Date of Award

2013

Degree Type

Dissertation

Degree Name

Doctor of Philosophy (PhD)

Department

Nursing

First Advisor

Patricia M. Burbank

Abstract

Major advances in health information technologies, safety and quality initiatives, and health policy changes have fueled the development and implementation of the Electronic Health Record (EHR). Any discipline’s work and contribution to patient care exist in the EHR only as they are coded. Thus, coding nursing’s knowledge, work and contribution to patient care in meaningful ways requires nurses to have a language that defines nursing concepts and works consistently and reliably. Currently the American Nurses Association (ANA) recognizes twelve (12) nursing languages being used in the EHR. Over the last forty years many research efforts have validated these nursing languages and mapped the languages to each other and to other clinical terminologies. Although these nursing languages exist and are in use, they were developed and are used primarily for describing nursing care to individual clients and occasionally extended to families and groups. Nursing languages describing the care of populations has not been well researched. Thus, the purpose of this study was to identify the descriptors and names nurse case managers used to refer to subpopulations, the data elements they used to assess subpopulations, the descriptors and names did nurse case managers use to refer to interventions for the subpopulation, and the descriptors and names used to refer to outcomes of the interventions.

The study was designed to investigate language used by nurses doing population based care. Participants were nurse case managers who were members of the Case Management Society of New England. A questionnaire was distributed in both online and written formats; 19 participants answered questions based on a case study about subscribers of an insurance company with diabetes mellitus. A tentative folk taxonomy was generated from responses to the questionnaire. Although the tentative folk taxonomy requires further investigation, it identified ten categories labeled utilization, cost, disease-related, treatment-related, people factors, living factors, education, support/coach/care coordination, and type of interactions. Thirty-nine subcategories were associated with the five categories and gave more specificity to the language in the categories. Further investigation of the folk taxonomy with different samples is needed to validate the categories and subcategories followed by additional research with different diseases and conditions.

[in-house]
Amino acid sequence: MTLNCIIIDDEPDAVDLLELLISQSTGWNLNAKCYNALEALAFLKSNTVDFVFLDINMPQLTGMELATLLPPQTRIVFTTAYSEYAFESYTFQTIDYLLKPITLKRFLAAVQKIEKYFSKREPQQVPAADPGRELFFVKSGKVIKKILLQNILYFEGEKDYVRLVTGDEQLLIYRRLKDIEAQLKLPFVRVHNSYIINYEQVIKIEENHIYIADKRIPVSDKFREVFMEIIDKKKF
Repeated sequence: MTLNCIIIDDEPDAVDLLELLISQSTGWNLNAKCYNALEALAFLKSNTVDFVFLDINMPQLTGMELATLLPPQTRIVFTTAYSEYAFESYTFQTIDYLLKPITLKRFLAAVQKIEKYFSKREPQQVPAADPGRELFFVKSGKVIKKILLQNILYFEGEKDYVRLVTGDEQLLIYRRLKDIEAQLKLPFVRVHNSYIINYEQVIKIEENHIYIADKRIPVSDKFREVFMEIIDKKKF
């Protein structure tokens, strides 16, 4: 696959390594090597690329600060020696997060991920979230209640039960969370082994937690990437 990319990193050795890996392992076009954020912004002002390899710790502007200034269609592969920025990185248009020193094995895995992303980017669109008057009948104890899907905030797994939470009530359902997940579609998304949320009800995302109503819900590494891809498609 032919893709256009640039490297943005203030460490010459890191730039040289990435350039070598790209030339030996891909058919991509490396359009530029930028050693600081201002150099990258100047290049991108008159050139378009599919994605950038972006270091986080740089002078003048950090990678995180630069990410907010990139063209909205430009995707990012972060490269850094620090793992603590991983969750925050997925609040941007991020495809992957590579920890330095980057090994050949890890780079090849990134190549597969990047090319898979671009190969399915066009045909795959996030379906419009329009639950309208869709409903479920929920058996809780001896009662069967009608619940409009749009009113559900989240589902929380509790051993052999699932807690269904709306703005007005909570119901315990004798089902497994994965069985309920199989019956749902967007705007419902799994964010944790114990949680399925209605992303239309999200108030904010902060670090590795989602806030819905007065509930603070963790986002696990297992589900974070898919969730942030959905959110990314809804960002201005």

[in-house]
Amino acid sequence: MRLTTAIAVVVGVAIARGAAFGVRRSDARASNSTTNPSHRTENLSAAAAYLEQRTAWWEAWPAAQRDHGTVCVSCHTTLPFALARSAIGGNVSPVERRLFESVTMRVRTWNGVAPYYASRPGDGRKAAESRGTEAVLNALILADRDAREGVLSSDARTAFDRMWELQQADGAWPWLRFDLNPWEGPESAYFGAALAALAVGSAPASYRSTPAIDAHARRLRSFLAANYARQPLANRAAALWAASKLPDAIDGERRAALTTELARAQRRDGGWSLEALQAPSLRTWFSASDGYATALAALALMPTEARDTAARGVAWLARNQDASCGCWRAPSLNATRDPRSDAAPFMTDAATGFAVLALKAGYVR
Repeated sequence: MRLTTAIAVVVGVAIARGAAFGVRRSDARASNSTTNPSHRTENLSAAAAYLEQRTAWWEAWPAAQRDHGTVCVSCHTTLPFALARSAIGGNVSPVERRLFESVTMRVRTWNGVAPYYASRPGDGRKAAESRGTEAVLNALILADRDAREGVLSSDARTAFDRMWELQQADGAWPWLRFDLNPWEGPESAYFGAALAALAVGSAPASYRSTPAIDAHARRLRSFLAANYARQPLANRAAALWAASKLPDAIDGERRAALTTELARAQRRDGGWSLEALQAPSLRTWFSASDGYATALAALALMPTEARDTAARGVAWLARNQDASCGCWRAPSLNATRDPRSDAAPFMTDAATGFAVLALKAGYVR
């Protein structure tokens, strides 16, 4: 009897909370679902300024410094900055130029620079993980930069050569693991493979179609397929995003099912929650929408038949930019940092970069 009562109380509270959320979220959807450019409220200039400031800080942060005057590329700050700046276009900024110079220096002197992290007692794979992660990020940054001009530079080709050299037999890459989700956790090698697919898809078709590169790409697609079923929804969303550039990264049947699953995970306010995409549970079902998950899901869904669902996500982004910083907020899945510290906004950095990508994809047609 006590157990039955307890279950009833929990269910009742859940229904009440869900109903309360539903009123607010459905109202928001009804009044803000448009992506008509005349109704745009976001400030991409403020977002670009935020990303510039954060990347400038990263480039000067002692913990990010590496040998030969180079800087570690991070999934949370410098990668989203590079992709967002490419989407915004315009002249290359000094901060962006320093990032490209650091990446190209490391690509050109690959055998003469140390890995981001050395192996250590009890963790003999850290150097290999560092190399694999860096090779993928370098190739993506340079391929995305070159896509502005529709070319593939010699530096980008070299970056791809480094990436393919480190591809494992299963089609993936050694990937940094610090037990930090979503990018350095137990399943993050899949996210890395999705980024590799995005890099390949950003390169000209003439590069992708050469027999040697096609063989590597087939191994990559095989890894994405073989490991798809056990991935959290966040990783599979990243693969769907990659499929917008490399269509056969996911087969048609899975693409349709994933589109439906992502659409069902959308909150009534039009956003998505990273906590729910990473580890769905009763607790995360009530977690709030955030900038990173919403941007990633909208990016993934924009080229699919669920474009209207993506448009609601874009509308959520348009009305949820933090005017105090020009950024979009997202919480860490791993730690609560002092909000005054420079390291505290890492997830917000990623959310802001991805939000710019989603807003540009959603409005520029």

Included in

Nursing Commons

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